|The following article features coverage from the American Society of Clinical Oncology 2019 meeting. Click here to read more of Cancer Therapy Advisor‘s conference coverage.|
Despite the existence of 50 to 80 different subtypes of sarcoma, there is only one drug that has been recognized as the gold standard: doxorubicin. Doxorubicin alone or in combination has been the go-to treatment for all sarcoma types since the mid-1970s.
For patients with sarcoma who have metastatic disease, median survival is approximately 14 to 19 months, and 2-year survival rates are 20% to 30%. These dismal statistics shed light on the intense interest in bringing a new and efficacious treatment solution to the market — and they also help, in part, to explain why there was great anticipation surrounding the launch of olaratumab.
Olaratumab was granted accelerated approval in 2016 by the US Food and Drug Administration following the release of results from a phase 1b/2 study in advanced or metastatic soft tissue sarcoma that found strong antitumor activity in patients.
Then, during 2017 to 2018, the drug was awarded additional accelerated, conditional, and full approvals in more than 40 countries worldwide.
The accelerated approval status was somewhat of a shaky win, however — olaratumab was allowed on this high-speed regulatory journey only if the manufacturer could authorize the drug’s benefits in confirmatory trials.
ANNOUNCE (ClinicalTrials.gov Identifier: NCT02451943), a randomized, double-blind, placebo-controlled phase 3 study, represented the researchers’ efforts to validate their study conduct and to check the integrity of the data they collected from earlier trials. The primary objective of the study was to show an improvement in overall survival by intention to treat (ITT) in the leiomyosarcoma population, in the liposarcoma patients, or in both cohorts. Key secondary end points of the study were PFS, overall response rate, patient-reported outcomes, safety, pharmacokinetics, and immunogenicity.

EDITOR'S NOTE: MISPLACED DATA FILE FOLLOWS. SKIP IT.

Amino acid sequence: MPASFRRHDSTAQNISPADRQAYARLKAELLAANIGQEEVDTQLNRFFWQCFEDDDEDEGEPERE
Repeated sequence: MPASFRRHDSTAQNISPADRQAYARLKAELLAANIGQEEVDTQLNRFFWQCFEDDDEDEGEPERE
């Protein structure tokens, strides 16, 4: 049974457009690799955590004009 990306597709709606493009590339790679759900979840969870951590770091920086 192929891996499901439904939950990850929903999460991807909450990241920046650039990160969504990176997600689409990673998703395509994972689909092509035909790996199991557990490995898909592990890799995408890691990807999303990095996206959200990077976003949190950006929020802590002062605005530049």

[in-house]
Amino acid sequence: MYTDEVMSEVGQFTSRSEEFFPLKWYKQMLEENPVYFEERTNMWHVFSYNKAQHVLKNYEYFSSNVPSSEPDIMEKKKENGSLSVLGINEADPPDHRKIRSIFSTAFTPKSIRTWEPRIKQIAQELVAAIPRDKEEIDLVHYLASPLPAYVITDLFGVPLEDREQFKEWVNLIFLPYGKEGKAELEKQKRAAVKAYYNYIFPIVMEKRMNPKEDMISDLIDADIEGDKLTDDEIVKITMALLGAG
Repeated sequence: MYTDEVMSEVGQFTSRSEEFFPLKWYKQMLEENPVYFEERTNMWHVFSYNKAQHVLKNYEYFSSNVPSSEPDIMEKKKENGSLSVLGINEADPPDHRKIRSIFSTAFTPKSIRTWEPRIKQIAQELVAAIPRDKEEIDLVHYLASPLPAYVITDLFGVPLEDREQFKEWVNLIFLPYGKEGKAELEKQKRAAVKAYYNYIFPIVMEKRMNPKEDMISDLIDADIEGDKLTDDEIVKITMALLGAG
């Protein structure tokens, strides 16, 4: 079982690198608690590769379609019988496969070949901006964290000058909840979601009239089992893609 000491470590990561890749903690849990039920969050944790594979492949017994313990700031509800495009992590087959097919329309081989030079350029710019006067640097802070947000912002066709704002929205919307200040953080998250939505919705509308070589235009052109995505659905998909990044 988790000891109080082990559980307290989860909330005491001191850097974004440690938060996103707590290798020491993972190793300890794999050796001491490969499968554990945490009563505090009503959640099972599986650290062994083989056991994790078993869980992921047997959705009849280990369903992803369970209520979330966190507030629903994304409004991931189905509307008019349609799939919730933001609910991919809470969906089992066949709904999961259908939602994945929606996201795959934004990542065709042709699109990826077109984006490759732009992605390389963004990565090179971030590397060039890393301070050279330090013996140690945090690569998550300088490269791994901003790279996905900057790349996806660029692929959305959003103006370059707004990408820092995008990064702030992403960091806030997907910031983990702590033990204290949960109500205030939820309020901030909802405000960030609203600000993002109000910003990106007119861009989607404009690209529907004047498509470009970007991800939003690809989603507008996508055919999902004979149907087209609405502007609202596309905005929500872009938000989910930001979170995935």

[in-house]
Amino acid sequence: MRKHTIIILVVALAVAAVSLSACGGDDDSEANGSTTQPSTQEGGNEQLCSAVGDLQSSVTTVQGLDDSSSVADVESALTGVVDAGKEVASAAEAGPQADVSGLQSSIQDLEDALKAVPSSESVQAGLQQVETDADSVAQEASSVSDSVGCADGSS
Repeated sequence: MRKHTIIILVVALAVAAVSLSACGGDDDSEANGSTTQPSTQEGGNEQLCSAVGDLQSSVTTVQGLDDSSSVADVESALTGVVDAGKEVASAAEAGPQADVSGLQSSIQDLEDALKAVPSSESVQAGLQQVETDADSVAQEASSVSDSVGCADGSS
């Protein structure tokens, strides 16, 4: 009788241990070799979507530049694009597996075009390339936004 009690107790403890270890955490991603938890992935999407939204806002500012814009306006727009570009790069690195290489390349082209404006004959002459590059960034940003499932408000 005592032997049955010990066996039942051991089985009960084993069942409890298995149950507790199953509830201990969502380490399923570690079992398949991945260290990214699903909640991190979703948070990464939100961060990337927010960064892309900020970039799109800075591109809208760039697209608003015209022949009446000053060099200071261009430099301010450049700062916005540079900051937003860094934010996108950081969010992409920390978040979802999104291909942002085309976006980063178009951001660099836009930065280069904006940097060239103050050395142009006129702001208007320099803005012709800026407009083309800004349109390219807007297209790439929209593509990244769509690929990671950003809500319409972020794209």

William D. Tap, chief, sarcoma medical oncology service, Memorial Sloan Kettering Cancer Center in New York, New York, and the investigator who led the ANNOUNCE trial said that the survival results that were seen in that phase 1b/2 trial “were highly scrutinized,” — and while it was good news that the drug was responsible for a significant improvement in overall survival, critics questioned why it did not also improve PFS measures to a higher degree. Dr Tap noted that the confounders from the trial were (and still are) being rigorously debated among experts.
During a plenary presentation at the 2019 American Society of Clinical Oncology (ASCO) Annual Meeting, Dr Tap reported that in the intention to treat (ITT) populations, “ANNOUNCE showed no differences between overall survival in the total soft tissue sarcoma population or in the Leio subpopulation.”